Now that we have a darker version under the anvils (The Andy Serkis version) it would be intriguing to see towards which abyss this tale steers toward.

The Grand Budapest Hotel Review (2014)

“It was an enchanting old ruin.”

The Grand Budapest Hotel is drenched in literary awesomeness, Wes Anderson’s beautiful adventurous tale is about the life of a concierge named Gustave, who develops a friendship with a loyal Lobby Boy Zero Moustafa, a young immigrant from the East, on account of a misfortune that fires an avalanche of events. Set in a span between the World Wars, the story is basically a narration from a writer, who had met a hollow version of Zero in The Grand Budapest Hotel, who in turn narrates every account of his and Gustave’s adventure to him. (Talk about Inception eh!)

Screenplay is just marvellous. It touches bits of humour quite subtly. The direction is top notch just the way Wes likes to depict his cinema. If you have seen his previous works you would know how brilliantly he projects his frames and takes you to a different world altogether. You couldn’t help but marvel at the way he rotates his camera and runs into inanimate things for focus. He leaves most of the action part to our vivid imagination. Built backdrops and landscapes in the flick are quite artistic and perfectly manifested with a unique animation.

Wes carves his writing gorgeously, as occasionally he slips into splendid poetic verses beautifully enunciated by Ralph Fiennes. The story runs great along with some exceptional editing. A gripping adventure that breathes on outstanding performances by Fiennes, Norton, Dafoe, Brody, Goldblum and Revolori. Even though it had a stellar cast, actors like Bill Murray, Jude Law, Tom Wilkinson, Owen Wilson, Tilda Swinton, Jason Schwartzman basically had cameos.

The Grand Budapest Hotel is simply a glimpse into the creative head of Wes Anderson. It is a remarkable feat in comedy and direction and a must watch for people who love quality cinema.

The Unpredictable Academy: Snubs and Wins (2015)

Every year the Academy slips in a frowned spurn at a movie that is on everybody’s mind. This time ‘Boyhood’ became the bait. The coming-of-age tale that spread brilliantly over the span of 12 years, was a sure shot per se. But alas! the Oscars have a reputation in doing the unthinkable. ‘Birdman’ beat Linklater’s panache not only in Best Picture and Original Screenplay categories but also in Best Direction. The latter managed to hold its ground thanks to Patricia Arquette’s Supporting Actress win.

Not long ago when the Academy had pressed its Oscar sheet, the snubbing of great movies like ‘Foxcatcher’, ‘Big Eyes’, ‘The Lego Movie’ and great actors like Amy Adams, Jennifer Aniston, David Oyelowo, Helen Mirren, Bill Murray, Jake Gyllenhaal, Ralph Fiennes and Christoph Waltz, had caught a lot of moss. Putting out Selma flame was a big rebuff this year since people claimed it to be a distinction on Academy’s part, not to mention the fact that a majority of voting members in the Oscar team are white.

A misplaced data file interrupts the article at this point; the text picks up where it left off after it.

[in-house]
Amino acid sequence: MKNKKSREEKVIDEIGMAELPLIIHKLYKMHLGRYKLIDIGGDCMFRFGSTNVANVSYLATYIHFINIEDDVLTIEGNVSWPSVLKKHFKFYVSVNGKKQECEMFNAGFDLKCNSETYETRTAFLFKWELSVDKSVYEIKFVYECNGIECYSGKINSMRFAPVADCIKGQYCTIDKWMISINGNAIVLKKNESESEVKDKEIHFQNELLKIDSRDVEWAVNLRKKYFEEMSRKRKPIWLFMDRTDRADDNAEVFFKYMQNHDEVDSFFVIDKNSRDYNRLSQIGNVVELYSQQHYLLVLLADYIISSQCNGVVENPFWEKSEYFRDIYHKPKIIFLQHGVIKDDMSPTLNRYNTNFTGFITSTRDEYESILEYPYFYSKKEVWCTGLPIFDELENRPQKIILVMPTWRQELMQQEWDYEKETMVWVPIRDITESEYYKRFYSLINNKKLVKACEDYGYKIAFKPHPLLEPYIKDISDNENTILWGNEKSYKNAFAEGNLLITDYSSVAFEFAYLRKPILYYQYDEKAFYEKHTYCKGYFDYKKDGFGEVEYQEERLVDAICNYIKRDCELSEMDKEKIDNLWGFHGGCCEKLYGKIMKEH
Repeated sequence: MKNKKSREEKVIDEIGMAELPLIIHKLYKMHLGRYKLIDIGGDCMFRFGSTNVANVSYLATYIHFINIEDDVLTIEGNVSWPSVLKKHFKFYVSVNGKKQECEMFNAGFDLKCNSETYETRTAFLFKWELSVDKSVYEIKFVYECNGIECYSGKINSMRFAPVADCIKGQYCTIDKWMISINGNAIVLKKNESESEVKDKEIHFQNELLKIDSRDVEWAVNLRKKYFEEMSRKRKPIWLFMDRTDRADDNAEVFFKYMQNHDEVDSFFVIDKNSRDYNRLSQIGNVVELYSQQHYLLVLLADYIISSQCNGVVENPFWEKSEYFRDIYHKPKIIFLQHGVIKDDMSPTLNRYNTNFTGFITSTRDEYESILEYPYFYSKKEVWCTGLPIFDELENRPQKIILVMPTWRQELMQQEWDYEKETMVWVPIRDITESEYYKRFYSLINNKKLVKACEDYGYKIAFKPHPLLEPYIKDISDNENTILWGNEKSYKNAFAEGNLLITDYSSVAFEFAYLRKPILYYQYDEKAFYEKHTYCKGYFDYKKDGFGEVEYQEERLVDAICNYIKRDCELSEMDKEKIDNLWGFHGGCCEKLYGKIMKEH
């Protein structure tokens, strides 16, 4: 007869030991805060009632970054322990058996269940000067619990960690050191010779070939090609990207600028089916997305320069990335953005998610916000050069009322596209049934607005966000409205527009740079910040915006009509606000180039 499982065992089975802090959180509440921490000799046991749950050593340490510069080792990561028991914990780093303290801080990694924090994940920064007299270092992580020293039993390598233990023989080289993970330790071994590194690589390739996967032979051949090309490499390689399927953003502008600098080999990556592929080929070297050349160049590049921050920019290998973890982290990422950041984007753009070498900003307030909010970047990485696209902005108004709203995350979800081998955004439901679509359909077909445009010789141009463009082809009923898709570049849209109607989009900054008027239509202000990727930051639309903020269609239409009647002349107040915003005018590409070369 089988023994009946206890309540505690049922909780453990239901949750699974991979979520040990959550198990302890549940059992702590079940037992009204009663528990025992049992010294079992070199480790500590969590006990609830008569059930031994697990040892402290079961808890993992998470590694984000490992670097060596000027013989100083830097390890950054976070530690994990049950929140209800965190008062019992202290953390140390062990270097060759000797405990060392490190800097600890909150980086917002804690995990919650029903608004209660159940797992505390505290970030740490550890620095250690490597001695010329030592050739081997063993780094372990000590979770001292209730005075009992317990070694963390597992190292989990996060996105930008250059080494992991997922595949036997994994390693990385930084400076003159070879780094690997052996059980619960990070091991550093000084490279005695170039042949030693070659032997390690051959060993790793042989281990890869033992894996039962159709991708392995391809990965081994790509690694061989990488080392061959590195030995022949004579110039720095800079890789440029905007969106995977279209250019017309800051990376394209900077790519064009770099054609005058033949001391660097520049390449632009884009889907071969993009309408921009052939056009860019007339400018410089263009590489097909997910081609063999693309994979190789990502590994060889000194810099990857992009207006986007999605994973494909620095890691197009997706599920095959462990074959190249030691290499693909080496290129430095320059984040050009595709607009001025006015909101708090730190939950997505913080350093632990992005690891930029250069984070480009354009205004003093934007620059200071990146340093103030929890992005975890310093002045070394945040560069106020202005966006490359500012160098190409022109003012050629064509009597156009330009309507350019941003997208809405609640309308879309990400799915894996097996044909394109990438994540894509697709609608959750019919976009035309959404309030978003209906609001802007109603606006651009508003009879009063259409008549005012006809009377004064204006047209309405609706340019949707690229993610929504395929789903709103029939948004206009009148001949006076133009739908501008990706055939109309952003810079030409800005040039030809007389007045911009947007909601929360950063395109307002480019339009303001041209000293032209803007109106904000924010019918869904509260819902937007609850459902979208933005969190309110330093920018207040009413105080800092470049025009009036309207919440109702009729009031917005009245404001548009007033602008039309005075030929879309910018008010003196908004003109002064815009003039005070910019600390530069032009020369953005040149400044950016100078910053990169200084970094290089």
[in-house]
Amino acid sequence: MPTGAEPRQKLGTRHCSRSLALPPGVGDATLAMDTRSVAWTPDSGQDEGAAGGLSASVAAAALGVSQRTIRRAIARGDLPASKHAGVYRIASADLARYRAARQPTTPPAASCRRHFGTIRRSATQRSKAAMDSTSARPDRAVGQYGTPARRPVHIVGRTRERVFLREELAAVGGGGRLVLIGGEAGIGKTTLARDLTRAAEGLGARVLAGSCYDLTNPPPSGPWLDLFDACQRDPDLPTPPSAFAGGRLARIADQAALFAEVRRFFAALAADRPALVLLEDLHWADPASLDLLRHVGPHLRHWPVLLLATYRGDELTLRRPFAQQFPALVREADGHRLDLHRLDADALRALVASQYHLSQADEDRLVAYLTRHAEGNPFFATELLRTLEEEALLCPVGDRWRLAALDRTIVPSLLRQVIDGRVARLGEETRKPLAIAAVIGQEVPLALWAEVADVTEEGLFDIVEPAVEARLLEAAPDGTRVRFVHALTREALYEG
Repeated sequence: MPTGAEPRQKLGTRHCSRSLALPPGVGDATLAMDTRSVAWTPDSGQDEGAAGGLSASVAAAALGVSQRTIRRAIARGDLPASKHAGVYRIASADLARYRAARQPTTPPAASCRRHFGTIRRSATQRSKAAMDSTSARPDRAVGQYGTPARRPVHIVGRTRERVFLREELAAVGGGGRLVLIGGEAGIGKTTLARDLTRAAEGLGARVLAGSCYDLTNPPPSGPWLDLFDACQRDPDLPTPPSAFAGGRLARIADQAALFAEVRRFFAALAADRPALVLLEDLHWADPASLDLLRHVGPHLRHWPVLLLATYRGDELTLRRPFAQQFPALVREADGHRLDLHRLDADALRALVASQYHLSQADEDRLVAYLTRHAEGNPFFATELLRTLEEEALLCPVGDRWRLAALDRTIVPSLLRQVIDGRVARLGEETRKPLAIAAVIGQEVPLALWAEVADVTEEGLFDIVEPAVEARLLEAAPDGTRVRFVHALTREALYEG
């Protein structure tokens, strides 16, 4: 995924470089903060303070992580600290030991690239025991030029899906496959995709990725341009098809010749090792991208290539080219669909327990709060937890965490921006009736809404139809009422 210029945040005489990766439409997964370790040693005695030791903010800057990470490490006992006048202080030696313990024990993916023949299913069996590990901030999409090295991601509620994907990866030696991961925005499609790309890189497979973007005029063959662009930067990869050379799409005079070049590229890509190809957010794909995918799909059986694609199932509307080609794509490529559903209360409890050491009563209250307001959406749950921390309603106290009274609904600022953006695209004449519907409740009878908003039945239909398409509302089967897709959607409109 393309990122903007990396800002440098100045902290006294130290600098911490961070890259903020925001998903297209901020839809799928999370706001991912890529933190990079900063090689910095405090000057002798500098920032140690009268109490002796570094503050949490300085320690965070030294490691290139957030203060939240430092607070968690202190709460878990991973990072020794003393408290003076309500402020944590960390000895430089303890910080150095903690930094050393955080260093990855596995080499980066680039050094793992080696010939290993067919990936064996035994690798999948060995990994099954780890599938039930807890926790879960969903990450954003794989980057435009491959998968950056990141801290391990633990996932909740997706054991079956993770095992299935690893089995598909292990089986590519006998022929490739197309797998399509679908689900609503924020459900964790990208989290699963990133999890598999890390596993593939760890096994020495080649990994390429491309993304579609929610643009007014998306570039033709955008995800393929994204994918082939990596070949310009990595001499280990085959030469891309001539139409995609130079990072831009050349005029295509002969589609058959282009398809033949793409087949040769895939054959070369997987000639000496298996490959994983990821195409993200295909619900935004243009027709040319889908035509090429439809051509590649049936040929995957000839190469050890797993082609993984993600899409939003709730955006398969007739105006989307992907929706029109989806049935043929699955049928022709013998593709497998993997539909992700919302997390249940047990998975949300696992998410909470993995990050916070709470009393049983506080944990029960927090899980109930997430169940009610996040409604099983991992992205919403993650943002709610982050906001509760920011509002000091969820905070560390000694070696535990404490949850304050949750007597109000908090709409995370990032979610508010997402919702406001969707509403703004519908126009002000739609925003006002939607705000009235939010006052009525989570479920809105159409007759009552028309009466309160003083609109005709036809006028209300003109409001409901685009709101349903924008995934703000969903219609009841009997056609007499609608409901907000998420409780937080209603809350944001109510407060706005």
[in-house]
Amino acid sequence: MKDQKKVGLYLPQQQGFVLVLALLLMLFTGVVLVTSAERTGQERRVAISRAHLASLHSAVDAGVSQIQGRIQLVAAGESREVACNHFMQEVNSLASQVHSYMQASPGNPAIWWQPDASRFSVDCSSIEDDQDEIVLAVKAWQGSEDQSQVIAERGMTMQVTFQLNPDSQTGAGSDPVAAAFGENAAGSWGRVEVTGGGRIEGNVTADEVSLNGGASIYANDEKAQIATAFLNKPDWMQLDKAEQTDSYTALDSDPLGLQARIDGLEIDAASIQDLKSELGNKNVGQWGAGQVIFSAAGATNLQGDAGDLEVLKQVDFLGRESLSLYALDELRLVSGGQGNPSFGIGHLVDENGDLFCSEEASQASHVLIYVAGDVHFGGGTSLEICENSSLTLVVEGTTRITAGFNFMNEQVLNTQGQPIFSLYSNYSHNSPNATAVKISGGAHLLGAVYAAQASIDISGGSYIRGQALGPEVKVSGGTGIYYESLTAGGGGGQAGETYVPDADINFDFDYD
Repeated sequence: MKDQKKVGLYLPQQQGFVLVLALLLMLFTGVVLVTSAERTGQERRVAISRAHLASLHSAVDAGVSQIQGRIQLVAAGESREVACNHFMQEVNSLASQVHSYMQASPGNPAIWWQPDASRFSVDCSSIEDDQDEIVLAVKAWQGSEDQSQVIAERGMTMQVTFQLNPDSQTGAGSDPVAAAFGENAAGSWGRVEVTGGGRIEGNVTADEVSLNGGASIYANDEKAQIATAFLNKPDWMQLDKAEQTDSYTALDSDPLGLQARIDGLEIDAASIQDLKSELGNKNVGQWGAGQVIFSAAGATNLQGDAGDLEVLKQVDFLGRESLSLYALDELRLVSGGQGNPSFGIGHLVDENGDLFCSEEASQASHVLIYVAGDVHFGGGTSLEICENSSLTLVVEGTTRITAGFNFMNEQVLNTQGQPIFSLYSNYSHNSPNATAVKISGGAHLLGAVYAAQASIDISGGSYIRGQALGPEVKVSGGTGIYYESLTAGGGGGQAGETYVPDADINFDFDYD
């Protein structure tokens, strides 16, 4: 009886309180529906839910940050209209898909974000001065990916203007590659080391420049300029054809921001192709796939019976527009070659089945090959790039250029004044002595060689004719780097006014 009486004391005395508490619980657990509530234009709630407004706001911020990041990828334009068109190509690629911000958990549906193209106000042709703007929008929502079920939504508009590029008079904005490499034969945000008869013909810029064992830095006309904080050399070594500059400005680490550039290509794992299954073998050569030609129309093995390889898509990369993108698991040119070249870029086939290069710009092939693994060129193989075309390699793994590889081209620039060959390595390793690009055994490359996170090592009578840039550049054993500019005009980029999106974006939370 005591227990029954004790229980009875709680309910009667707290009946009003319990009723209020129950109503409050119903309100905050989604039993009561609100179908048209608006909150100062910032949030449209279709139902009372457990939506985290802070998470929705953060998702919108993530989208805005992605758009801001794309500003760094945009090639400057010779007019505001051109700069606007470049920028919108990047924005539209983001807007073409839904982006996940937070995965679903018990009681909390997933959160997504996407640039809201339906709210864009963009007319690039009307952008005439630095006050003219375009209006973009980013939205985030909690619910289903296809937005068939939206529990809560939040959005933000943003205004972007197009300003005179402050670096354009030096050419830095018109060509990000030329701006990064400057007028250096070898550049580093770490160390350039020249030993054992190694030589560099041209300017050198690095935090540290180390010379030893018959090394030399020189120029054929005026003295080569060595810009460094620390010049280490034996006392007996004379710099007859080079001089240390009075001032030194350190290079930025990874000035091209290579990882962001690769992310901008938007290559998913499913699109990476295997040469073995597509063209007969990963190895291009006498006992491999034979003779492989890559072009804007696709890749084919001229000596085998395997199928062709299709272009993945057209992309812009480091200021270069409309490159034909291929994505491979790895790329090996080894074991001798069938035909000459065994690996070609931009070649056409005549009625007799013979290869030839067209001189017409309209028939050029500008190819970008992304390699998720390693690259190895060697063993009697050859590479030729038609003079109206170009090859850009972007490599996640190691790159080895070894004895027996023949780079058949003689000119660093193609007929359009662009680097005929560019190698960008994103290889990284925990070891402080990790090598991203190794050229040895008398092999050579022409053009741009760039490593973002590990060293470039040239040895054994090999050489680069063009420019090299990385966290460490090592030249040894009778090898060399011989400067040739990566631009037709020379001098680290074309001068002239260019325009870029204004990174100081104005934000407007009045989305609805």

Apart from the biggest surprise of the night, some more were strewn all along the event. Academy chose to ignore the ‘How to Train Your Dragon’ franchise once again giving precedence to ‘Big Hero 6’ in the animation department. Best Editing went to ‘Whiplash’ which again was a pie in the face for ‘Boyhood’. ‘American Sniper’ losing to ‘Whiplash’ in Sound Editing was another one. ‘Interstellar’ managed only one out of its five nominations. Surprise was Zimmer’s stunning score bowing down to Desplatic rhythm. Dawn of the Planet of the Apes overlooked in the Visual Effects department came as a big blow. However, it was a close call since Interstellar’s visuals were quite brilliant as well. It was great to see Glory glorified and Feast winning the Best Short Film Animated category. Winston just had to win 😉

Here is a short summary of what happened:

  • The Imitation Game (had 8 nominations, bagged 1)
  • Boyhood (had 6, bagged 1)
  • American Sniper (had 6, managed 1)
  • Birdman (had 9, got 4)
  • The Grand Budapest Hotel (had 9, got 4)
  • Whiplash (had 5, got 3)
  • Interstellar (had 5, got 1)
  • Foxcatcher (had 5, received none)

‘Foxcatcher’ was overlooked big time. Given the amount of work Bennett Miller had put in to create the beauty, he needed a little Academy respect and attention. Steve Carell’s transformational looks as John du Pont at least deserved a Makeup and Hairstyling accolade.

Rumours have continuously surrounded the Academy owing to its big decisions which seem pretty biased sometimes. The one that exemplifies the obvious perfectly – Incessant snubbing of Leonardo DiCaprio despite outstanding performances throughout his life. Academy even failed to recognize exceptional knacks of Wes Anderson and Richard Linklater last night. Both are yet to bag an Oscar, and that is just sad.

I picture Academy as one old crude witch, who just loves to see the world burn. If you have a favorite the Academy would snub it and shout “In your face!” in your face. Mainstream movies never even make it to the list.

Whatever the hammer says hardly bothers us though. We know for sure, nothing is really lost. The shattered are still celebrated. We still have incredible movies to watch thanks to sensational efforts put in by excellent directors, actors and the remaining crew.

If you didn’t make it, we don’t really care. Academy is just a bunch of people with their scathing point of view. If you consider all of us – people who watch you from every corner of the world, who care about every single thought you conceived to carve something beautiful, who praise your extraordinary efforts to create what we can only imagine, those who really love your work, who really encourage you do the exceptional, the real movie buffs, for us, you are still our winners! You will never lose! Let us raise one to that!